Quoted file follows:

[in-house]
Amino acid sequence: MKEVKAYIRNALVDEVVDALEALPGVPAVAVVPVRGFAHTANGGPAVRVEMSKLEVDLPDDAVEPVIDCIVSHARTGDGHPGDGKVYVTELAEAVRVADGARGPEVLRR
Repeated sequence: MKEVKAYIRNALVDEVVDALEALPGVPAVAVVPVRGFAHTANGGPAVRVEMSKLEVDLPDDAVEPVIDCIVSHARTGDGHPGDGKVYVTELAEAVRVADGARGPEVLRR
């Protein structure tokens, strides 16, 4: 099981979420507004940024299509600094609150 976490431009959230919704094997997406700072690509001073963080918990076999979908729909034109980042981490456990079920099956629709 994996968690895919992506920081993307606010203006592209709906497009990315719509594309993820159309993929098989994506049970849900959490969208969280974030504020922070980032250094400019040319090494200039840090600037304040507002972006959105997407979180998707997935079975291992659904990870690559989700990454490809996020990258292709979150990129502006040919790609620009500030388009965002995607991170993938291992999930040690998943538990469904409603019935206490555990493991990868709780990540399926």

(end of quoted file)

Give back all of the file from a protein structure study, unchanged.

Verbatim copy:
[in-house]
Amino acid sequence: MKEVKAYIRNALVDEVVDALEALPGVPAVAVVPVRGFAHTANGGPAVRVEMSKLEVDLPDDAVEPVIDCIVSHARTGDGHPGDGKVYVTELAEAVRVADGARGPEVLRR
Repeated sequence: MKEVKAYIRNALVDEVVDALEALPGVPAVAVVPVRGFAHTANGGPAVRVEMSKLEVDLPDDAVEPVIDCIVSHARTGDGHPGDGKVYVTELAEAVRVADGARGPEVLRR
């Protein structure tokens, strides 16, 4: 099981979420507004940024299509600094609150 976490431009959230919704094997997406700072690509001073963080918990076999979908729909034109980042981490456990079920099956629709 994996968690895919992506920081993307606010203006592209709906497009990315719509594309993820159309993929098989994506049970849900959490969208969280974030504020922070980032250094400019040319090494200039840090600037304040507002972006959105997407979180998707997935079975291992659904990870690559989700990454490809996020990258292709979150990129502006040919790609620009500030388009965002995607991170993938291992999930040690998943538990469904409603019935206490555990493991990868709780990540399926």